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California South Coast Air Quality considers prohibiting TBAC & PCBTF solvents

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Business Practices | Collision Repair
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A California South Coast Air Quality Management District (SCAQMD) rule applicable to compliant cleaning operations using solvents to remove oil, grease, and other contaminants could soon be revised.

Rule 1171 was adopted in 1991, and last revised in 2009, to limit volatile organic compounds (VOC) emissions in the use, storage, and disposal of solvent-cleaning materials such as wiping clean by hand or spray gun cleaning.

The district the rule applies to includes large areas of Los Angeles, Orange, Riverside, and San Bernadino counties.

Following the Office of Environmental Health Hazard Assessment (OEHHA)’s determination in 2020 that tertbutyl acetate (TBAC) and parachlorobenzotrifluoride (PCBTF) contain carcinogens it has been recommended that both be prohibited for sale and use within the district.

An amendment to Rule 1171 will be proposed that assesses the feasibility of the prohibitions including how to reduce emissions from
auto body shops, which could prohibit the use of PCBTF.

The amendment is also the result of an action established in the South Los Angeles Community Emission Reduction Plan, which initiated rulemaking to reduce emissions from auto body shops by requiring best management practices to be followed. SCAQMD would write the best management practices.

The SCAQMD is considering the following potential strategies to prohibit the use of TBAC and PCBTF:

    • Use alternative solvents that comply with current VOC limits
    • Use alternative solvents that may require increased VOC limits where needed to phase out TBAC and PCBTF, which is similar to a November 2022 amendment to Rule 1168 regarding adhesive and sealant applications.

Currently, SCAQMD staff is gathering information about the use of TBAC and PCBTF in solvent-cleaning operations. So far, it has found out from suppliers that the use of PCBTF is limited. SCAQMD said it doesn’t know of any cleaning solvents that contain TBAC, and that facilities likely use lower VOC solvents.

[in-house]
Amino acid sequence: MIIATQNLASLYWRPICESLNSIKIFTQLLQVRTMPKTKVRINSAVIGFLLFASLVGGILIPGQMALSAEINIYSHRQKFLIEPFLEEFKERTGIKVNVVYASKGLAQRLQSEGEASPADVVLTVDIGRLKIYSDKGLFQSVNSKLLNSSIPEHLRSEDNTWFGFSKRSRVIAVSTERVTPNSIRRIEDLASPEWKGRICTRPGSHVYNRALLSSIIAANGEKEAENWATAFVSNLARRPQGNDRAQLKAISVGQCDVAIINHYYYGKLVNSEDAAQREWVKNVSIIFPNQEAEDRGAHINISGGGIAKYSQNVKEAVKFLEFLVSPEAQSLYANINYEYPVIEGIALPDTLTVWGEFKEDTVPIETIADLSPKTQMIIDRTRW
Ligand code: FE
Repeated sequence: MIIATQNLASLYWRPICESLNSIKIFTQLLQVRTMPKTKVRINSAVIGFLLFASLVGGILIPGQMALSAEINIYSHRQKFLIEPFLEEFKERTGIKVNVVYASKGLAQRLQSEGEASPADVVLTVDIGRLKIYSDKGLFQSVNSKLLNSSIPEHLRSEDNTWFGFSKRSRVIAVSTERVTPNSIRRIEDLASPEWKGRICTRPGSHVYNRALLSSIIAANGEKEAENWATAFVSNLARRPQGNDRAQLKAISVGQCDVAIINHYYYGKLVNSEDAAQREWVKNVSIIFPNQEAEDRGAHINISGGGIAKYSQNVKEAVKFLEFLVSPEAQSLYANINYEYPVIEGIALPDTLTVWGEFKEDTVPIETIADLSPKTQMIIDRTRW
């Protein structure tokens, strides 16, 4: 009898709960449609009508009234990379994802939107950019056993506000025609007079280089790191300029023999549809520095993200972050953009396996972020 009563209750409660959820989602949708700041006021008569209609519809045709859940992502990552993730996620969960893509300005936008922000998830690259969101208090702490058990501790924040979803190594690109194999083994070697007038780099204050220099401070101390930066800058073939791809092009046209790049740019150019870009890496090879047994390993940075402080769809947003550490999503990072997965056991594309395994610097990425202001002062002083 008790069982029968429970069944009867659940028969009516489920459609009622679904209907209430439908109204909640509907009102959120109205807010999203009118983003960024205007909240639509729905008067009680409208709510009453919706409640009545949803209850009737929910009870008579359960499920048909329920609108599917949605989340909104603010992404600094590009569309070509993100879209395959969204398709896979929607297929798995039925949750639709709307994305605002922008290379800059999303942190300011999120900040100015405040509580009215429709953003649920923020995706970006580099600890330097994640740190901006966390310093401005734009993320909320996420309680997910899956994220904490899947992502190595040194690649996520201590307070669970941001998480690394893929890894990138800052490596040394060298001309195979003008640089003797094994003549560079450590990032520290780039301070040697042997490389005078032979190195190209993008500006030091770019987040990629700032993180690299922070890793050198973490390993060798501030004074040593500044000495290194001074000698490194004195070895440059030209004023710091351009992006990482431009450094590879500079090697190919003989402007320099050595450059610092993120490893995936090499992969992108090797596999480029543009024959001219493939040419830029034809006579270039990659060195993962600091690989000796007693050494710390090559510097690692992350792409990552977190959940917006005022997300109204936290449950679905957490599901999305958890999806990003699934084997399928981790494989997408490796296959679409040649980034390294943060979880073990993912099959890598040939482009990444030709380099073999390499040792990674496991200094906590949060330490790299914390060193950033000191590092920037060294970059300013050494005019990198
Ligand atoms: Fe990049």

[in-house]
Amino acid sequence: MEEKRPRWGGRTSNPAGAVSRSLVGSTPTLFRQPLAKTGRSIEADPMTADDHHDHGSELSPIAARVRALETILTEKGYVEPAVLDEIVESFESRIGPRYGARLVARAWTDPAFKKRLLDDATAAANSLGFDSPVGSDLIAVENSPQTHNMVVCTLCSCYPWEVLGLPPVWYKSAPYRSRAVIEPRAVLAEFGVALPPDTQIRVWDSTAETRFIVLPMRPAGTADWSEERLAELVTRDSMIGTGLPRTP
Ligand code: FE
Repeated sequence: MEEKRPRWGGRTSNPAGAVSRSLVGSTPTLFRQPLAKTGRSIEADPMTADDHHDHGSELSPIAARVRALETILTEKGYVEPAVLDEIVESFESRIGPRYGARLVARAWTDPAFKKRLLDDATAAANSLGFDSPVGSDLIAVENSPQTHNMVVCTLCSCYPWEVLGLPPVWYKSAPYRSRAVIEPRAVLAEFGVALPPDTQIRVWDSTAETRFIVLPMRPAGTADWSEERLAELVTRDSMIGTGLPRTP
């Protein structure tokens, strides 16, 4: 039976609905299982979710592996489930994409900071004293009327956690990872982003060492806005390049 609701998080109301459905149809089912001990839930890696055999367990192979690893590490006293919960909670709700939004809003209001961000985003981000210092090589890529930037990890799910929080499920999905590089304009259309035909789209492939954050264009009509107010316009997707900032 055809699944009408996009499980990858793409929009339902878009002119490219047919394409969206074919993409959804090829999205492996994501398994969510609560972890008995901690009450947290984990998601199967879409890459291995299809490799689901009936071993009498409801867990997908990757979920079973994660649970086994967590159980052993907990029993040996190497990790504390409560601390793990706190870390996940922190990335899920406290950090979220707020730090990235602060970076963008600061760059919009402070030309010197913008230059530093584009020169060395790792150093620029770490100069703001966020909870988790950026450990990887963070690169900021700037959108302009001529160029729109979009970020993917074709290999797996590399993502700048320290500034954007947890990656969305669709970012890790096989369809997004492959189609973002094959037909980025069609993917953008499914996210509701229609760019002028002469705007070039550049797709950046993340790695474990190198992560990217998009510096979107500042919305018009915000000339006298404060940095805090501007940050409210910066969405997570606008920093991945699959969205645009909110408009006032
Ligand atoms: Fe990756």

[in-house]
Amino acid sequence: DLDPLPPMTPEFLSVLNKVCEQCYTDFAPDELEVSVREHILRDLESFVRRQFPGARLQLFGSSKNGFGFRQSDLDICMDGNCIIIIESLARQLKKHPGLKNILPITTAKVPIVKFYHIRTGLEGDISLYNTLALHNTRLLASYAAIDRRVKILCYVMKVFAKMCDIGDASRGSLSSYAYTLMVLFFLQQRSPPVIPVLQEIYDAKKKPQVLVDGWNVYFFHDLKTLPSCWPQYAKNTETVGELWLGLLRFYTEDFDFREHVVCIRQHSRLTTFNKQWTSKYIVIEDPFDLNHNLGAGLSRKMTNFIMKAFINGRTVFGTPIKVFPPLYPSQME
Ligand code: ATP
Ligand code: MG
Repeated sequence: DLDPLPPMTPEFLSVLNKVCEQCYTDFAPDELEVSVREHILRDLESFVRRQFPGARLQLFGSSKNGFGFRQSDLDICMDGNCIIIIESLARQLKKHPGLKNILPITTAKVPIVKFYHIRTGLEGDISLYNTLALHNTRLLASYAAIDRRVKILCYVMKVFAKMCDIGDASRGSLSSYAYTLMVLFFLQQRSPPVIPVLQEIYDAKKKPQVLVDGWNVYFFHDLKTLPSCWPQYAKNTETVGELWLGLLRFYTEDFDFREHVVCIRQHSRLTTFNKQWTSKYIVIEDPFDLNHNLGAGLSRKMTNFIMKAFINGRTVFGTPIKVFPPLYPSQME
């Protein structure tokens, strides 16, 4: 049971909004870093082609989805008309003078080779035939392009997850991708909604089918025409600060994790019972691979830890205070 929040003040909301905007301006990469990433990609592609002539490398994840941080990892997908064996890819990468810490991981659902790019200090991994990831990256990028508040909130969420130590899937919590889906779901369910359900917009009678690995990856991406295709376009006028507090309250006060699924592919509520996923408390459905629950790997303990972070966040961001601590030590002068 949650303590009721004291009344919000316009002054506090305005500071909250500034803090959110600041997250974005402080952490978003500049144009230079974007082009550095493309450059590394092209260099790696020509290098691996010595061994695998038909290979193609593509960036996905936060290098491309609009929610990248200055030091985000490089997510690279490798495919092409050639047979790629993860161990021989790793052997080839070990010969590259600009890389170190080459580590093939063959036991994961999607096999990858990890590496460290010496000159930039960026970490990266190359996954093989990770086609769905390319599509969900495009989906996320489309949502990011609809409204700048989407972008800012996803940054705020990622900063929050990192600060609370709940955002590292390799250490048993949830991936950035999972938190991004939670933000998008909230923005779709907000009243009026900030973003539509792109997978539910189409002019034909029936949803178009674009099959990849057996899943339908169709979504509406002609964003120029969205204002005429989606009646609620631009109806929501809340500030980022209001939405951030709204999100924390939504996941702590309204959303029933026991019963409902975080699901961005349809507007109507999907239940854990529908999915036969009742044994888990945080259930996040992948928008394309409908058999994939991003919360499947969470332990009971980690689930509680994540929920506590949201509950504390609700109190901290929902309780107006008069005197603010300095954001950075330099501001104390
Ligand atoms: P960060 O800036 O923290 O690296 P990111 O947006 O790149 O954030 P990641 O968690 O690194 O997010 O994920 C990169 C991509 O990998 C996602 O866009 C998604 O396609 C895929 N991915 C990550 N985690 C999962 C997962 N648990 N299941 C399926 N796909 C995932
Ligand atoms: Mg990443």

The planned approach is for SCAQMD to identify operations that use TBAC or PCBTF for solvent cleaning and find alternative solvents or cleaning methods according to the industry.

SCAQMD is seeking more information from industries, suppliers, and stakeholders on the use of TBAC and PCBTF. They plan to visit auto body shops soon to see how the solvents are being used and will compare VOC limits at other agencies that are established for those types of facilities.

“Once we understand the solvent use, then we can start looking into the potential methods to reduce emissions from that solvent use,” said Melissa Gamoning, air quality specialist, during a SCAQMD working group meeting on Tuesday. “We have very limited information so we do hope that any stakeholders out there who may think they might be affected by this rule [will] reach out to us.”

Pacific Resource Recovery (PRR), a widely used waste hauler and supplier of solvent to body shops in Los Angeles County, decided to stop selling solvent earlier this month, according to a Jan. 3 letter. Feb. 29 is the last day to place solvent orders with PRR.

For more information, visit SCAQMD’s proposed rules page, which provides meeting information and documents about Rule 1171. Other working group meetings will be held but the dates haven’t been announced.


Featured image: Stock photo of a spray gun. (Credit: kool99/iStock)

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